Is meditation like taming a wild animal ?

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Is meditation like taming a wild animal ?

Postby Phil2 » Wed Aug 13, 2014 11:35 am

Of course there is no absolute definition of meditation, but through my own daily practice I see meditation more and more as a "taming" process ... hence also a healing process ...

Why is it so ?

During meditation all kinds of thoughts and emotions come to the surface of consciousness, and in this 'process' you cannot escape, you have to face those emotions, which can often be painful, generating stress and tensions in the body ... there can be no 'distraction' from those emotions, so we have to face them fully and then dissolve those tensions in the body ...

Generally, during normal daily activities, people tend to avoid painful experiences, but in meditation there is no avoidance, no escape ... so living those emotions fully, this is how the past hurts and wounds can he healed ... and this frees the wild wounded animal within ourselves ...

This is indeed like taming of a wild fearful animal ... and a very cunning one ...

:)
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Re: Is meditation like taming a wild animal ?

Postby Onceler » Wed Aug 13, 2014 1:28 pm

Does the stress and painful emotions decrease thru meditation, or just keep coming, newly arising each day?
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Re: Is meditation like taming a wild animal ?

Postby randomguy » Wed Aug 13, 2014 1:31 pm

I can follow the analogy of the wild animal. A wild animal can be a scary thing to encounter just like exploring the patterns of thought and emotion and long held defenses. When you say meditation I think of meditation of a surrendered nature like Adyashanti's "let everthing be as it is" or "rest as awareness". In my experience it is just a matter of time before attention falls upon some conditioned tension or long held emotional body/mind pattern. Here in this spirit of meditation the 'taming' could be said to be doing nothing. It is like taming with the open space that is already there. Like the wild animal is in the vastness of space with its paws touching nothing going nowhere biting nothing. The threat is felt, the fear is felt, but there is no power to it and no real teeth. Just as with the thoughts about the one meditating, just unfolding on through awareness, no substance to it.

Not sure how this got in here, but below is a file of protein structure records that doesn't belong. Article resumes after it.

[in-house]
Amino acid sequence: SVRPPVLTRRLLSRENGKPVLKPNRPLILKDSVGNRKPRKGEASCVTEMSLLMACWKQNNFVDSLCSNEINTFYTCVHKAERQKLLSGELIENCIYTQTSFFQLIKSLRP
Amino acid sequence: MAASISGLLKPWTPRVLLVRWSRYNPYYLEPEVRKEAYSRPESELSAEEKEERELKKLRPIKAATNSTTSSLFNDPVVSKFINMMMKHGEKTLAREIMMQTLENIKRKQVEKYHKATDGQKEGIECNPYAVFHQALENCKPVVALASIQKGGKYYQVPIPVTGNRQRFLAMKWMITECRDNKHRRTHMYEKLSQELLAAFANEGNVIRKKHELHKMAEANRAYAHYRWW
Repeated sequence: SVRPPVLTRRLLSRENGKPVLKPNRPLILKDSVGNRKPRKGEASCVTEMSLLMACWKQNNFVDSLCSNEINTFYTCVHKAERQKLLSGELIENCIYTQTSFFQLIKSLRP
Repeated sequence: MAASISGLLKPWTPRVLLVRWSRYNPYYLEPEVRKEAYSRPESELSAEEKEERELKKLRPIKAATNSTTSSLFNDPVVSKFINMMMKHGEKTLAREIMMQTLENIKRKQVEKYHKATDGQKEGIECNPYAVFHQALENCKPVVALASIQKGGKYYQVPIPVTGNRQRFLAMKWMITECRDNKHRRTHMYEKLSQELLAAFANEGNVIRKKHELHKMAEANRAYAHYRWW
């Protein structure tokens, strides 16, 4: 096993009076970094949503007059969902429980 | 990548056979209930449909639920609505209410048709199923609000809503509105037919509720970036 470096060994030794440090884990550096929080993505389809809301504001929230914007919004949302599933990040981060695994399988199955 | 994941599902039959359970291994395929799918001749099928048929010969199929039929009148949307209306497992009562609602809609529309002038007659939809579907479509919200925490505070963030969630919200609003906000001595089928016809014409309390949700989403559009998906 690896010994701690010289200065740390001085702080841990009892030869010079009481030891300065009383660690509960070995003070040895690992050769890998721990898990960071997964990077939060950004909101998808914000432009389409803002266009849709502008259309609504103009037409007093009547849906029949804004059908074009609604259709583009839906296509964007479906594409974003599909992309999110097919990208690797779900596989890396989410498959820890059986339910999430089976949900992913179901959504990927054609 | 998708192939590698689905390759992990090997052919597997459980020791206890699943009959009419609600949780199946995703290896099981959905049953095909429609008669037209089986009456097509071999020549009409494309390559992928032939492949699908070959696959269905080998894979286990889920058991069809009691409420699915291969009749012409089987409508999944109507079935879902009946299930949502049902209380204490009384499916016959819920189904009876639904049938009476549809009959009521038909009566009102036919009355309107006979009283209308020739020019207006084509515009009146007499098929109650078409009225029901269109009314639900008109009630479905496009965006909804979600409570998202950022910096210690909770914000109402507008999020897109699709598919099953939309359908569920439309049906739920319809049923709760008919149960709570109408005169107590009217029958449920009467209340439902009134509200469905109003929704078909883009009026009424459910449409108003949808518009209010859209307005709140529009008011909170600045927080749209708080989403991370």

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Re: Is meditation like taming a wild animal ?

Postby Phil2 » Wed Aug 13, 2014 2:29 pm

Onceler wrote:Does the stress and painful emotions decrease thru meditation, or just keep coming, newly arising each day?


What is certain is that your level of stress decreases in the meditation process, at the end of a meditation session you feel quite relaxed and fresh ...

Now your question might refer to the 'long-term' effect of meditation ... from my experience meditation seems to heal and solve definitively past wounds and emotional situations which have been 'relived' consciously during meditation ... but then other situations arise (and it could be said that your 'defense system' allows those emotions to arise, like you would allow to come nearer to a wild dangerous animal which can hurt you), and those new emotions in turn need to be healed too ... until (I guess here) all becomes 'clear' and solved ... but I'm not there yet ... and I build no expectations, I just allow it to happen (which means I 'drop' my defenses as much as I can, I don't resist) ... and I also enjoy the experience of meditation in the present moment ... it is a nice experience ... the best moment in my day in fact ...
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Re: Is meditation like taming a wild animal ?

Postby Enlightened2B » Thu Aug 14, 2014 5:13 pm

Phil, you should check out 'Taming the Tiger' by Akong Rinpoche. One of the first books on meditation/mindfulness that I read. It goes directly along with what you are referring to here in the sense that the 'mind is like an animal' that needs to be tamed.